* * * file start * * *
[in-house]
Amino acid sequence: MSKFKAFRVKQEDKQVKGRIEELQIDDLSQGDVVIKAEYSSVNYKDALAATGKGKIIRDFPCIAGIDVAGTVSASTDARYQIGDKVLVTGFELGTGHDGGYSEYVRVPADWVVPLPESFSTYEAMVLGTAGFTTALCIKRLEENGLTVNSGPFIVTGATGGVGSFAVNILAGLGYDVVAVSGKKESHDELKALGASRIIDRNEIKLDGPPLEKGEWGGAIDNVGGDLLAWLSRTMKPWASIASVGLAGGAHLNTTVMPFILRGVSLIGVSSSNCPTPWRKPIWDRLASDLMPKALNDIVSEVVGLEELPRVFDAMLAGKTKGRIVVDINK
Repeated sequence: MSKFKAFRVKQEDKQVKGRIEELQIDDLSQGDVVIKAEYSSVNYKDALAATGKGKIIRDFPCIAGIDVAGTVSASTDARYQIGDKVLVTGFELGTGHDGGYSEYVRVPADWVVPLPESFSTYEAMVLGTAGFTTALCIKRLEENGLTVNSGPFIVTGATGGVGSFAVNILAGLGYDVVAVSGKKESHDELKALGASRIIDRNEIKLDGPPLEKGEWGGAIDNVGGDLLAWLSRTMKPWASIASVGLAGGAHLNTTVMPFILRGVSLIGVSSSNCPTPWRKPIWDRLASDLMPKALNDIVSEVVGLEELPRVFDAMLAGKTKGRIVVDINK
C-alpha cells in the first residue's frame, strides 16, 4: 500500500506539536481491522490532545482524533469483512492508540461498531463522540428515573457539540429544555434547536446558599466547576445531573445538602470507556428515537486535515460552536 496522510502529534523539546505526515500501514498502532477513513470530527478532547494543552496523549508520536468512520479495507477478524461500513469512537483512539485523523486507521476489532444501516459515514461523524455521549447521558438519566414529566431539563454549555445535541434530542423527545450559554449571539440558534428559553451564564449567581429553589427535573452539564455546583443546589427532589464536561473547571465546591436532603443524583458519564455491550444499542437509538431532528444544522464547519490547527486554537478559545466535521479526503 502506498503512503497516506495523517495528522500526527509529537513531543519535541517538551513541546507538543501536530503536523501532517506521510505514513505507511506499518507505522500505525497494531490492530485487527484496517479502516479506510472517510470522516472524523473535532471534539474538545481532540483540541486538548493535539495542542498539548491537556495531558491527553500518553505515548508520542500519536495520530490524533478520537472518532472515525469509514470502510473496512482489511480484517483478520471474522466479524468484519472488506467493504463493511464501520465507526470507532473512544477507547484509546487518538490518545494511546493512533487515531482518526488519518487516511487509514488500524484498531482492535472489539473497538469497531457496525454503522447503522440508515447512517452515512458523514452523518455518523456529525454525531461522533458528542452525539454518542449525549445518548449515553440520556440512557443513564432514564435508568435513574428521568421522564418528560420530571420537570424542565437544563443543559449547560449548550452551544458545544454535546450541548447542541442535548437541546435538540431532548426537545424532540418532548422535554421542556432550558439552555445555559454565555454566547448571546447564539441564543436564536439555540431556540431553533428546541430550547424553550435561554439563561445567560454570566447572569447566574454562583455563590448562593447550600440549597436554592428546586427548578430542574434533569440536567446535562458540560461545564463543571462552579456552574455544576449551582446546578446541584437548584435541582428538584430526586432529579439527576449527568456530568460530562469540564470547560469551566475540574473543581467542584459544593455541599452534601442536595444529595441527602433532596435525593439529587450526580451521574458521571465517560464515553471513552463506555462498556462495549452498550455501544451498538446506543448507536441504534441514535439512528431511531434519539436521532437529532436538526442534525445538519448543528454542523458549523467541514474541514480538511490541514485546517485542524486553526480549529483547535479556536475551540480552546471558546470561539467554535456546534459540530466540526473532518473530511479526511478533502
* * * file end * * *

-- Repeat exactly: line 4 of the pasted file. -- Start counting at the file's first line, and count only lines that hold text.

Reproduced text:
C-alpha cells in the first residue's frame, strides 16, 4: 500500500506539536481491522490532545482524533469483512492508540461498531463522540428515573457539540429544555434547536446558599466547576445531573445538602470507556428515537486535515460552536 496522510502529534523539546505526515500501514498502532477513513470530527478532547494543552496523549508520536468512520479495507477478524461500513469512537483512539485523523486507521476489532444501516459515514461523524455521549447521558438519566414529566431539563454549555445535541434530542423527545450559554449571539440558534428559553451564564449567581429553589427535573452539564455546583443546589427532589464536561473547571465546591436532603443524583458519564455491550444499542437509538431532528444544522464547519490547527486554537478559545466535521479526503 502506498503512503497516506495523517495528522500526527509529537513531543519535541517538551513541546507538543501536530503536523501532517506521510505514513505507511506499518507505522500505525497494531490492530485487527484496517479502516479506510472517510470522516472524523473535532471534539474538545481532540483540541486538548493535539495542542498539548491537556495531558491527553500518553505515548508520542500519536495520530490524533478520537472518532472515525469509514470502510473496512482489511480484517483478520471474522466479524468484519472488506467493504463493511464501520465507526470507532473512544477507547484509546487518538490518545494511546493512533487515531482518526488519518487516511487509514488500524484498531482492535472489539473497538469497531457496525454503522447503522440508515447512517452515512458523514452523518455518523456529525454525531461522533458528542452525539454518542449525549445518548449515553440520556440512557443513564432514564435508568435513574428521568421522564418528560420530571420537570424542565437544563443543559449547560449548550452551544458545544454535546450541548447542541442535548437541546435538540431532548426537545424532540418532548422535554421542556432550558439552555445555559454565555454566547448571546447564539441564543436564536439555540431556540431553533428546541430550547424553550435561554439563561445567560454570566447572569447566574454562583455563590448562593447550600440549597436554592428546586427548578430542574434533569440536567446535562458540560461545564463543571462552579456552574455544576449551582446546578446541584437548584435541582428538584430526586432529579439527576449527568456530568460530562469540564470547560469551566475540574473543581467542584459544593455541599452534601442536595444529595441527602433532596435525593439529587450526580451521574458521571465517560464515553471513552463506555462498556462495549452498550455501544451498538446506543448507536441504534441514535439512528431511531434519539436521532437529532436538526442534525445538519448543528454542523458549523467541514474541514480538511490541514485546517485542524486553526480549529483547535479556536475551540480552546471558546470561539467554535456546534459540530466540526473532518473530511479526511478533502